In the first case the obligations are positive in large measure, in the second case the obligations are largely negative similar to many of the injunctions of the 10 Commandments or other well-known precepts.

    If we examine most of the relationships of humans with one another and with their surroundings in terms of the obligations involved, instead of fixing upon the concept of “rights,” we may come closer to concord on many issues.

  • Jaded Volutaryist

    As with all the criticisms (seriously – all of them) I have so far heard of Pinker’s ideas in this book, this one is fully answered in the book. This, aside from his being a huge subject, is why it is so long.

    The short answer is: no they wouldn’t. Not bollocks at all. The infanticide rate was huge. Had they known how to do abortion, that would have been too. Now, the abortion rate is falling, after a big rise when it worked as substitute infanticide.

    The point is, abortion 5 seconds before delivery is now more and more frowned upon and regretted, legally and by other means. By you and certainly by me. And by our fellow humans, more and more.

    It’s not that things are perfect now. Nothing like. Just that many, including you it would seem, set aside, or perhaps do not even realise, how cruel the past was.

  • Jaded Voluntaryist

    I don’t see that there is a linear trend there Brian. Some cultures were more righteous and some were more wicked, both in the ancient past and now.

    The Baal worshippers were condemned in the Old Testament for passing their children through sacrificial fire, but the Hebrews did not do this. The ancient Greeks often practised infanticide, yet the original Hypocratic oath specifically forbids doctors from providing abortions.

    And the sheer scale of our modern acts of infanticide are truly staggering. If you were in include all abortions carried out in Britain today in our infant mortality figures, we’d have a higher infant mortality rate than Liberia.

    I still don’t buy the main contention of the book – that humanity is improving. I believe its evil is becoming more concentrated and less casual. So while we maybe don’t randomly hack limbs off a few thousand here, a few thousand there – we do see Jews being gassed 6 million at a time – Chinese peasants being starved to death 45 million in one go etc. While random violence from your neighbours has certainly gone down since, say, 1300, targeted violence by governments with the intent of bringing about mass produced genocide has become mind bogglingly more efficient if not more common.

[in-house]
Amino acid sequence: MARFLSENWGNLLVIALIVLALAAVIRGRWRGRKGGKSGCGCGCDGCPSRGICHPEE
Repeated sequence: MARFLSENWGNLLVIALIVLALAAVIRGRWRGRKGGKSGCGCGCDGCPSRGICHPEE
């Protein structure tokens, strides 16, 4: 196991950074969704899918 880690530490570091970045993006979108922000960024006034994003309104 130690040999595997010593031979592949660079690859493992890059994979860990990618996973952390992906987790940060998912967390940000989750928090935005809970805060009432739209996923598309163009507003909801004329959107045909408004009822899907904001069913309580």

We’ve graduated from the Mom and Pop model of death and destruction to the Wallmart model. We now wholesale.

  • RRS

    J V

    Are you not accepting that the relationships amongst individuals is improving?

  • Jaded Voluntaryist

    Not really RRS – I just think states increasingly have the monopoly on violence.

    Given the right circumstances and British society is quite capable of bettering the horrors of the dark ages,

  • I’m perfectly happy that I was born in the forties, before all these coddlings were carried this far. There’s a lot of good in being a free-range kid.

  • RRS

    J V

    I just think states increasingly have the monopoly on violence.

    It may be “off thread” but at some point it would be interesting to have those observations which lead you to that conclusion.

    To that end your conclusion goes in my Samizdata “bank” on the external harddrive.

  • Jaded Voluntaryist

    It wouldn’t take me long to explain RRS – government’s will punish you if you use violence (for good reasons or for bad). They do not punish themselves for the same crimes. They also are very keen to deprive you of the tools of violence while permitting them for their own use. Ergo government wants the monopoly on violence.

    Relationships between individuals may well be improving generally, but only because the state has become that much better at controlling individuals. This is nothing to do with a moral improvement of mankind and everything to do with a small group of men wanting to be the only group who can use violence – and they have shown an alarming willingness to do so.